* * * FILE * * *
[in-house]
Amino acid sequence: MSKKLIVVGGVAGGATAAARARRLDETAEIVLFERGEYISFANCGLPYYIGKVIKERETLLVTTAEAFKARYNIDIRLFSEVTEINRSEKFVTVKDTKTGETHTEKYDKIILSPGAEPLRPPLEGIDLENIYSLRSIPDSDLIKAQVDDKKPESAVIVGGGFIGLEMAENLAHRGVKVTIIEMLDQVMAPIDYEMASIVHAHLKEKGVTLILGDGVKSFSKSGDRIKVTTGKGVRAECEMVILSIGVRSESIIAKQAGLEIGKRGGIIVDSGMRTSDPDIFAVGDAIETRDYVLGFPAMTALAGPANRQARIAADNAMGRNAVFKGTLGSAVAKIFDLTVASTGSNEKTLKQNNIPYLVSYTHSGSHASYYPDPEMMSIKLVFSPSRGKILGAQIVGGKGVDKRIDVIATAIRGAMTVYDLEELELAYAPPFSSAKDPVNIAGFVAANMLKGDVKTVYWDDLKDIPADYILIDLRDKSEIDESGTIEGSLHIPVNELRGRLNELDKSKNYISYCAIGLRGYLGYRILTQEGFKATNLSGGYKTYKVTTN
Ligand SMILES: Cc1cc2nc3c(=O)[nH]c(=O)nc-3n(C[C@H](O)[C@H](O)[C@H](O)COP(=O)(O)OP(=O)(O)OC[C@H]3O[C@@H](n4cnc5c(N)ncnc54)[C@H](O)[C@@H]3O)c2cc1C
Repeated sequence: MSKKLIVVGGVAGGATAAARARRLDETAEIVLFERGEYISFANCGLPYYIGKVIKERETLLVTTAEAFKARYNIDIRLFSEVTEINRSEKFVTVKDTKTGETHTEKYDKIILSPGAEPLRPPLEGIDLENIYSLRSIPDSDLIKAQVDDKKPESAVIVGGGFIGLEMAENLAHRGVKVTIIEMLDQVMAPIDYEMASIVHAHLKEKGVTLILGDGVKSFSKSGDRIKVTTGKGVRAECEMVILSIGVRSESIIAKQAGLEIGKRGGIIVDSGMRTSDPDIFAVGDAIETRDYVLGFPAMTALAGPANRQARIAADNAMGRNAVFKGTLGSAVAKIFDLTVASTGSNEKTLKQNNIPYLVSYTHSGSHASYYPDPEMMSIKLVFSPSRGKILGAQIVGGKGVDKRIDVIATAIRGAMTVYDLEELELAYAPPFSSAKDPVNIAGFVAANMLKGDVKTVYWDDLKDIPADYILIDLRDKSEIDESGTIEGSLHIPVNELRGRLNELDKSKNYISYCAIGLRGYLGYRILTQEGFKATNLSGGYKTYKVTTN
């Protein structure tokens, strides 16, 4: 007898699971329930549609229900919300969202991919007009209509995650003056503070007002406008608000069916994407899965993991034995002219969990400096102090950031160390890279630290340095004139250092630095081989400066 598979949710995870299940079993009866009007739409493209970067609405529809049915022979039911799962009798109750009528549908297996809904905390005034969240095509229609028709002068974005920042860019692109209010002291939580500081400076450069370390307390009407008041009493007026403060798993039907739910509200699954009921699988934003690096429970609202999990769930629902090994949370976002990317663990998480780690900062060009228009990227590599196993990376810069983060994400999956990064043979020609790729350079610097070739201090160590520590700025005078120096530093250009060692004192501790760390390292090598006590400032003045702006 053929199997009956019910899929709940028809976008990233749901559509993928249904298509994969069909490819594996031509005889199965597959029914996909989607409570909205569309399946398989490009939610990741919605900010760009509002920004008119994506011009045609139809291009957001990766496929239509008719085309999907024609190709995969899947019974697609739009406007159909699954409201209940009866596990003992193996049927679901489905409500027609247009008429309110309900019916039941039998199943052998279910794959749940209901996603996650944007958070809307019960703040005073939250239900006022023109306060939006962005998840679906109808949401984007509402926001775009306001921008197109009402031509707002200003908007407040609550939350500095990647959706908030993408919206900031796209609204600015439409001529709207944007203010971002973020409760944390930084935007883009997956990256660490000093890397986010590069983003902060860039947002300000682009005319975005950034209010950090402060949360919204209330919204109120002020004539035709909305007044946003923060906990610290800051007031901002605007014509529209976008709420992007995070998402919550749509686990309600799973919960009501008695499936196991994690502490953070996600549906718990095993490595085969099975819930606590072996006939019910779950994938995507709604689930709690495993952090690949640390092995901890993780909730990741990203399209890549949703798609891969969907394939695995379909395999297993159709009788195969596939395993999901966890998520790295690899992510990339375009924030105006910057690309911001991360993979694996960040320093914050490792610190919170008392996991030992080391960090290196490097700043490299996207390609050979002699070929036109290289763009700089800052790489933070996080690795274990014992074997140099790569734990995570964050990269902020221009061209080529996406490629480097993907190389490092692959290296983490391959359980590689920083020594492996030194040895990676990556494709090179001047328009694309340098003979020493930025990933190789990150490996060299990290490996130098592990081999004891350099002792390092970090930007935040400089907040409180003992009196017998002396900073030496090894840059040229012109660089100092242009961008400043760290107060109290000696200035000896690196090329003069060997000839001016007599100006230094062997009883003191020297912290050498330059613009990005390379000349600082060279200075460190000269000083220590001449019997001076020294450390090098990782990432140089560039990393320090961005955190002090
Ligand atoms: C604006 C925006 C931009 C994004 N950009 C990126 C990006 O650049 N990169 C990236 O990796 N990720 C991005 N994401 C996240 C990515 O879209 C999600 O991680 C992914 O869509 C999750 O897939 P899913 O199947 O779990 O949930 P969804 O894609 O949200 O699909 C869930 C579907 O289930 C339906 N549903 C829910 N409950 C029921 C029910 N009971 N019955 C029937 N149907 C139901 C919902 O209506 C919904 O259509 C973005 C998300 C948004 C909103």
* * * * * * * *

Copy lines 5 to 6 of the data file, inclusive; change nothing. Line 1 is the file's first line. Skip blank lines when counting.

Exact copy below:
């Protein structure tokens, strides 16, 4: 007898699971329930549609229900919300969202991919007009209509995650003056503070007002406008608000069916994407899965993991034995002219969990400096102090950031160390890279630290340095004139250092630095081989400066 598979949710995870299940079993009866009007739409493209970067609405529809049915022979039911799962009798109750009528549908297996809904905390005034969240095509229609028709002068974005920042860019692109209010002291939580500081400076450069370390307390009407008041009493007026403060798993039907739910509200699954009921699988934003690096429970609202999990769930629902090994949370976002990317663990998480780690900062060009228009990227590599196993990376810069983060994400999956990064043979020609790729350079610097070739201090160590520590700025005078120096530093250009060692004192501790760390390292090598006590400032003045702006 053929199997009956019910899929709940028809976008990233749901559509993928249904298509994969069909490819594996031509005889199965597959029914996909989607409570909205569309399946398989490009939610990741919605900010760009509002920004008119994506011009045609139809291009957001990766496929239509008719085309999907024609190709995969899947019974697609739009406007159909699954409201209940009866596990003992193996049927679901489905409500027609247009008429309110309900019916039941039998199943052998279910794959749940209901996603996650944007958070809307019960703040005073939250239900006022023109306060939006962005998840679906109808949401984007509402926001775009306001921008197109009402031509707002200003908007407040609550939350500095990647959706908030993408919206900031796209609204600015439409001529709207944007203010971002973020409760944390930084935007883009997956990256660490000093890397986010590069983003902060860039947002300000682009005319975005950034209010950090402060949360919204209330919204109120002020004539035709909305007044946003923060906990610290800051007031901002605007014509529209976008709420992007995070998402919550749509686990309600799973919960009501008695499936196991994690502490953070996600549906718990095993490595085969099975819930606590072996006939019910779950994938995507709604689930709690495993952090690949640390092995901890993780909730990741990203399209890549949703798609891969969907394939695995379909395999297993159709009788195969596939395993999901966890998520790295690899992510990339375009924030105006910057690309911001991360993979694996960040320093914050490792610190919170008392996991030992080391960090290196490097700043490299996207390609050979002699070929036109290289763009700089800052790489933070996080690795274990014992074997140099790569734990995570964050990269902020221009061209080529996406490629480097993907190389490092692959290296983490391959359980590689920083020594492996030194040895990676990556494709090179001047328009694309340098003979020493930025990933190789990150490996060299990290490996130098592990081999004891350099002792390092970090930007935040400089907040409180003992009196017998002396900073030496090894840059040229012109660089100092242009961008400043760290107060109290000696200035000896690196090329003069060997000839001016007599100006230094062997009883003191020297912290050498330059613009990005390379000349600082060279200075460190000269000083220590001449019997001076020294450390090098990782990432140089560039990393320090961005955190002090
Ligand atoms: C604006 C925006 C931009 C994004 N950009 C990126 C990006 O650049 N990169 C990236 O990796 N990720 C991005 N994401 C996240 C990515 O879209 C999600 O991680 C992914 O869509 C999750 O897939 P899913 O199947 O779990 O949930 P969804 O894609 O949200 O699909 C869930 C579907 O289930 C339906 N549903 C829910 N409950 C029921 C029910 N009971 N019955 C029937 N149907 C139901 C919902 O209506 C919904 O259509 C973005 C998300 C948004 C909103």